Let $A \in M_n (\mathbb R)$ be diagonalizable matrix, let $\lambda_1, \dots, \lambda_n$ be its eigenvalues. I want to know if the maximum "stretch factor" of $A$ is the maximum of its unsigned eigenvalues i.e. $$\sup_{\Vert X \Vert = 1} \Vert AX\Vert = \max_{1\leq i\leq n} |\lambda_i|$$ Any help would be appreciated.

$\Vert \cdot \Vert$ will be the euclidean norm of $\mathbb R^n$.

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    $\begingroup$ In general, the maximum "stretch factor" is the largest singular value of $A$ $\endgroup$ – Omnomnomnom Apr 25 at 23:48

Yes, as long as the matrix is symmetric (or Hermitian in the complex case).

For a counter-example in the non-symmetric case, take the matrix $A=\begin{bmatrix}1&1\\0&2\end{bmatrix}$ is diagonalizable: $$\begin{bmatrix}1&-1\\0&2\end{bmatrix}=P\begin{bmatrix}1&0\\0&2\end{bmatrix}P^{-1}$$ where $P=\begin{bmatrix}1&1\\0&1\end{bmatrix}$, $P^{-1}=\begin{bmatrix}1&-1\\0&1\end{bmatrix}$. The eigenvalues of $A$ are $1$ and $2$, but $2$ is not the maximum "stretch factor": the vector $\begin{bmatrix}0\\1\end{bmatrix}$ is taken to $\begin{bmatrix}1\\2\end{bmatrix}$, which has norm $\sqrt{5}\simeq 2.236$.

On the other hand, suppose that $A$ is a symmetric $n\times n$ matrix. Let $\lambda_1,\ldots,\lambda_n$ be the its eigenvalues (counting multiplicity). Then there exists a orthonormal basis $v_1,\ldots,v_n$ of $\mathbb{R}^n$, where $v_i$ is an eigenvector associated to $\lambda_i$.

Any vector $x$ of $\mathbb{R}^n$ may be written uniquelly as $x=\sum x_iv_i$. Then $Ax=\sum x_i\lambda_i v_i$, so since the $v_i$ are orthonormal, $$\Vert Ax\Vert^2=\sum |x_i\lambda_i|^2\leq\max_i|\lambda_i|^2\sum_i|x_i|^2$$ i.e., $\Vert Ax\Vert\leq\max|\lambda_i|\Vert x\Vert$, so the "stretch factor" of $A$ is at most $\max|\lambda_i|$. It is attained at the eigenvector $v_i$ associated to the eigenvalue of largest modulus.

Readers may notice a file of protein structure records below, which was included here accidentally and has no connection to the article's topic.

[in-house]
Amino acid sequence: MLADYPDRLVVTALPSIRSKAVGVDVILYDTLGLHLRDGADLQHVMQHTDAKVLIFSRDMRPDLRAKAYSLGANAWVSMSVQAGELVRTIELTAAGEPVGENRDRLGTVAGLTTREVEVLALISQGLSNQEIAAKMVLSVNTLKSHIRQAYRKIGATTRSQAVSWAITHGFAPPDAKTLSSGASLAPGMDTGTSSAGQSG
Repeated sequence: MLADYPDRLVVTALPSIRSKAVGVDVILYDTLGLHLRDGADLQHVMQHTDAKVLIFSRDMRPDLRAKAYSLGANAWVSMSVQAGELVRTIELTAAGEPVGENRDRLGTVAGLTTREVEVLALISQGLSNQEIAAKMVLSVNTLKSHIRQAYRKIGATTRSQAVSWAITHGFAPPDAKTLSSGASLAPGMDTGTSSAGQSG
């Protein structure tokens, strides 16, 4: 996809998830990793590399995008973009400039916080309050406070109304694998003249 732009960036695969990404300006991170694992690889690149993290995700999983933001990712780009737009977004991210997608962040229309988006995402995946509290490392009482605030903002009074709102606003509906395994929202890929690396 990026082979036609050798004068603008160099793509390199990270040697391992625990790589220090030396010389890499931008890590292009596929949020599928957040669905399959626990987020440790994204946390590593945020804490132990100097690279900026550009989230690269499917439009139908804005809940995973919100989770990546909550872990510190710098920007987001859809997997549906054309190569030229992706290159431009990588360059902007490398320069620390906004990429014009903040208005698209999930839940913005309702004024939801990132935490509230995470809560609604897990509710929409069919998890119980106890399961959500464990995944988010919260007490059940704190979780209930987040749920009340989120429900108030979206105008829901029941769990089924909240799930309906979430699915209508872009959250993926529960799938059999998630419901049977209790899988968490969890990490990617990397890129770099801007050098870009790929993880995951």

In general, the maximum stretch factor is the largest singular value $\sigma_1$ of $A$, i.e. the square root of the largest eigenvalue $\lambda_1$ of $A^TA$. Note that if you assume $A$ is symmetric, then $\sigma_1$ is exactly $\sqrt{\lambda^2} = |\lambda|$ where $\lambda$ is the largest eigenvalue of $A$.

This comes from our knowledge of quadratic forms. Since maximizing $\|Ax\|$ is equivalently maximizing the square root of $\|Ax\|^2 = (Ax)\cdot(Ax) = x^TA^TAx$, we’re really maximizing the square root of the quadratic form given by $A^TA$. The restriction $\|x\|=1$ tells us that this is exactly the largest singular value of $A$, $\sigma_1$.

Note that if $x$ is the eigenvector for $A^TA$ corresponding to $\lambda_1$, then

$$\sqrt{x^TA^TAx} = \sqrt{x^T(\lambda_1x)} = \sqrt{\lambda_1\|x\|^2} = \sigma_1\|x\|.$$

Thus, if you want to maximize the length of vectors on a sphere of any fixed radius, i.e. constraining yourself to $\|x\| = r$ for a fixed $r$, you just scale by $r$.


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